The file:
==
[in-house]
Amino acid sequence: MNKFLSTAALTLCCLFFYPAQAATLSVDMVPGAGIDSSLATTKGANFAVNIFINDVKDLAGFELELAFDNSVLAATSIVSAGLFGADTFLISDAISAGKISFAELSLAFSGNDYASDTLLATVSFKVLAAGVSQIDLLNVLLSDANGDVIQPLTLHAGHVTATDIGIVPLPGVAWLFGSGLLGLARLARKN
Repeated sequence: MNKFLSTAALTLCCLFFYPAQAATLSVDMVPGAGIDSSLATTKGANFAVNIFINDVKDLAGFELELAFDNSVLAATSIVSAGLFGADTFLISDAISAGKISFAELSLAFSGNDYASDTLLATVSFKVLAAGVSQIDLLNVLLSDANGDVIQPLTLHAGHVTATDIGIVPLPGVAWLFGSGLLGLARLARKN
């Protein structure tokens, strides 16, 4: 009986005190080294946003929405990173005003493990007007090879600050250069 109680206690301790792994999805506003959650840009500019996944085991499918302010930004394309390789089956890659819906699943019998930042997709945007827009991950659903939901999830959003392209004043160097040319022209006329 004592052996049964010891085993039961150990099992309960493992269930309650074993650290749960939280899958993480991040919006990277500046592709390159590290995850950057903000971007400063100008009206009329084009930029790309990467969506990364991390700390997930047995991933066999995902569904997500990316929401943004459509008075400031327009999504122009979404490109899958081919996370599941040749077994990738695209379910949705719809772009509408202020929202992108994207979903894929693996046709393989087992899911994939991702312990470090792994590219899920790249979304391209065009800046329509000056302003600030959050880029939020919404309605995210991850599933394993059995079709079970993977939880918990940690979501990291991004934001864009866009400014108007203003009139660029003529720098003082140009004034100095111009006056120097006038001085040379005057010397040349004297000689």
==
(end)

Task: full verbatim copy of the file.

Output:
[in-house]
Amino acid sequence: MNKFLSTAALTLCCLFFYPAQAATLSVDMVPGAGIDSSLATTKGANFAVNIFINDVKDLAGFELELAFDNSVLAATSIVSAGLFGADTFLISDAISAGKISFAELSLAFSGNDYASDTLLATVSFKVLAAGVSQIDLLNVLLSDANGDVIQPLTLHAGHVTATDIGIVPLPGVAWLFGSGLLGLARLARKN
Repeated sequence: MNKFLSTAALTLCCLFFYPAQAATLSVDMVPGAGIDSSLATTKGANFAVNIFINDVKDLAGFELELAFDNSVLAATSIVSAGLFGADTFLISDAISAGKISFAELSLAFSGNDYASDTLLATVSFKVLAAGVSQIDLLNVLLSDANGDVIQPLTLHAGHVTATDIGIVPLPGVAWLFGSGLLGLARLARKN
């Protein structure tokens, strides 16, 4: 009986005190080294946003929405990173005003493990007007090879600050250069 109680206690301790792994999805506003959650840009500019996944085991499918302010930004394309390789089956890659819906699943019998930042997709945007827009991950659903939901999830959003392209004043160097040319022209006329 004592052996049964010891085993039961150990099992309960493992269930309650074993650290749960939280899958993480991040919006990277500046592709390159590290995850950057903000971007400063100008009206009329084009930029790309990467969506990364991390700390997930047995991933066999995902569904997500990316929401943004459509008075400031327009999504122009979404490109899958081919996370599941040749077994990738695209379910949705719809772009509408202020929202992108994207979903894929693996046709393989087992899911994939991702312990470090792994590219899920790249979304391209065009800046329509000056302003600030959050880029939020919404309605995210991850599933394993059995079709079970993977939880918990940690979501990291991004934001864009866009400014108007203003009139660029003529720098003082140009004034100095111009006056120097006038001085040379005057010397040349004297000689």